A Biomarker Approach to Social Mobility and Wellbeing in Great Britain: Sorokin Revisited

16.05.2017 - 17:15 to 18:45
Location : 
A 5,6 Raum A 231
Type of Event : 
AB A-Kolloquium
Dr. Patrick Präg
Lecturer affiliation: 
University of Oxford

Sorokin's (1927) 'dissociative hypothesis,' the claim that social mobility (upwards or downwards) has negative effects on the wellbeing of the individuals who are socially mobile, has inspired a lot of research, yet was long held to be refuted. Studies had been showing that social mobility has either positive or at least no negative effects on the wellbeing of individuals. Recently however, qualitative studies called the findings of previous research into question, suggesting that the wellbeing self-reports given by survey respondents might be upwardly biased for the socially mobile.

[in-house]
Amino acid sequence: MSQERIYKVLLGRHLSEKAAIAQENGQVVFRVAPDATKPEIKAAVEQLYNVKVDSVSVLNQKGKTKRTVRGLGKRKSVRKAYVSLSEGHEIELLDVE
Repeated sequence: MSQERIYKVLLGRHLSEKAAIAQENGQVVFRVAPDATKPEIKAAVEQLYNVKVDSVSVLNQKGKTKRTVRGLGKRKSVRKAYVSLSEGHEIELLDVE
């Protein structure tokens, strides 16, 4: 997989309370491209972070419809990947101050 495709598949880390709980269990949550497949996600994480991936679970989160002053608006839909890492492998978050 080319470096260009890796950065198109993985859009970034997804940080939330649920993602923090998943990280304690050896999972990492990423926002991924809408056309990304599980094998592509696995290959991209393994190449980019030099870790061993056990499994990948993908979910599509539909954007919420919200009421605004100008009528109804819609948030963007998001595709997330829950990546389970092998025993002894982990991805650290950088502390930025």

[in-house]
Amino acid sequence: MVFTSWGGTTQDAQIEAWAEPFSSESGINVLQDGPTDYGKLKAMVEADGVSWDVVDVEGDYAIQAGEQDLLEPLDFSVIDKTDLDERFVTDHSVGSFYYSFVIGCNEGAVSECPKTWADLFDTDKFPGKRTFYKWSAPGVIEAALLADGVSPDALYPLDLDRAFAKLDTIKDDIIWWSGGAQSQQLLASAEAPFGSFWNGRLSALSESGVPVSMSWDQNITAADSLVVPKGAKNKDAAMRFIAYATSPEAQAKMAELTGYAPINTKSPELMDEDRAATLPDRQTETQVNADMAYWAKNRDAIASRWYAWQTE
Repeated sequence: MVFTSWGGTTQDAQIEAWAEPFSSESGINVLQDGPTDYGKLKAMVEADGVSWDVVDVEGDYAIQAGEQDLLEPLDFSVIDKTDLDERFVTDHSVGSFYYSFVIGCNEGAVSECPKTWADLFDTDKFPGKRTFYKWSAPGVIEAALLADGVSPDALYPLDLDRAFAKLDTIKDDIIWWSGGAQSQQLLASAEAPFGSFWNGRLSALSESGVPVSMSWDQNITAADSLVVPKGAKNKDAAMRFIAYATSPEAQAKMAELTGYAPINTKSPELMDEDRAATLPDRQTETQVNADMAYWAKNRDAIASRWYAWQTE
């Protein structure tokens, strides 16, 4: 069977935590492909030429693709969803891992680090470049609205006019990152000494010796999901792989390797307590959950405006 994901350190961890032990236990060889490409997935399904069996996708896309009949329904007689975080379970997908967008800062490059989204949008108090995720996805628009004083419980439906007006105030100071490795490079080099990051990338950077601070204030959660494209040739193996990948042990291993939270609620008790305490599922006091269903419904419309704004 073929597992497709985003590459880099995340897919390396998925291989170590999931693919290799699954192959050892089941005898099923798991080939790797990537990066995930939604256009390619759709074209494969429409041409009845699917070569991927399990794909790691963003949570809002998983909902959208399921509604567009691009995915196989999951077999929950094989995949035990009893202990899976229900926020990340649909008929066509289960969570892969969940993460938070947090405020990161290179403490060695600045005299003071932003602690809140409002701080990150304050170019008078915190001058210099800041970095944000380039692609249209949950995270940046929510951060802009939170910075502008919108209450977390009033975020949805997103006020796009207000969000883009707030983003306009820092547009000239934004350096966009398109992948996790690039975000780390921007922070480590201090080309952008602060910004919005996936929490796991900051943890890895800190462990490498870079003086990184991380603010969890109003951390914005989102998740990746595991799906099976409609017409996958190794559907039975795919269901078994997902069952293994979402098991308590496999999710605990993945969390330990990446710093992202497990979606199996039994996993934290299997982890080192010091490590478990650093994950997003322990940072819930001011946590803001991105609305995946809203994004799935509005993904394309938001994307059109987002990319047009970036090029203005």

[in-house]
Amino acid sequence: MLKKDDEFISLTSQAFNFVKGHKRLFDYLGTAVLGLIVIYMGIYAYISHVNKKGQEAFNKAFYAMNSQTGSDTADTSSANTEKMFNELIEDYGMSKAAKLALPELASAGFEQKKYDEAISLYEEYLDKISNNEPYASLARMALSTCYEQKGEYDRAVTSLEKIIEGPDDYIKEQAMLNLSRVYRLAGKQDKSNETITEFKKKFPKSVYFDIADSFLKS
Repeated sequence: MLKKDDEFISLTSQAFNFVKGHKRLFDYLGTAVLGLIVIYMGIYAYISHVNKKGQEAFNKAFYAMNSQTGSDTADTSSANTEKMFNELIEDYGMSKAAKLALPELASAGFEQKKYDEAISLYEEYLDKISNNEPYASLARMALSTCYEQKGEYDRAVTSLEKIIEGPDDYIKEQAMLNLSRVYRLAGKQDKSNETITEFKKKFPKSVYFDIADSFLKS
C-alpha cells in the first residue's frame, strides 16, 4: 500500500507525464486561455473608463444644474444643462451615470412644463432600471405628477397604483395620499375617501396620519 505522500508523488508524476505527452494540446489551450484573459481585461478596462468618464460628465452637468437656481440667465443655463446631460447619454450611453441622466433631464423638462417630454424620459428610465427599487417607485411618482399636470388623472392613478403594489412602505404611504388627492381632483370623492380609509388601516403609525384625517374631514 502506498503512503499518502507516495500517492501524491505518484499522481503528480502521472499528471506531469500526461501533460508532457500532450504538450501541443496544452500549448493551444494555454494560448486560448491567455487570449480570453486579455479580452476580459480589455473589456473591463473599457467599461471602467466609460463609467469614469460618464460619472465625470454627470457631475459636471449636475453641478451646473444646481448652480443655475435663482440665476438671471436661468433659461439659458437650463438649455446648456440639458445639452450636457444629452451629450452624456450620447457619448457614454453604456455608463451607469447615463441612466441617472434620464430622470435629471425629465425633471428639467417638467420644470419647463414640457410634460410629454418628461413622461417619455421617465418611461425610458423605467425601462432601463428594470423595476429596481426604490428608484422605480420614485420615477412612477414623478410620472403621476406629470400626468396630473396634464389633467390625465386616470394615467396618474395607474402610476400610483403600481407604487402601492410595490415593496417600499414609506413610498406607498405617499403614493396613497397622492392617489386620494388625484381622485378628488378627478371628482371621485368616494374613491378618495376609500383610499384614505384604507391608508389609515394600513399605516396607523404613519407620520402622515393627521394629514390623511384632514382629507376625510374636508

Hence, rather than using self-reports, our study conceptualizes wellbeing by allostatic load to revisit the hypothesis of intergenerational social mobility effects. Allostatic load is a composite biomarker score that measures the 'wear and tear' exacted on the body by its efforts to adapt to stressful life experiences -- such as social mobility is assumed to be. Drawing on Understanding Society, the UK Household Longitudinal Study (UKHLS), and making use of the diagonal reference model, we show that allostatic load is particularly high among the stable working class and low among the stable salariat. Own social class and origin social class exert about equal weight on current allostatic load. We do not find that social mobility -- regardless of whether upwards or downwards -- is detrimental for wellbeing.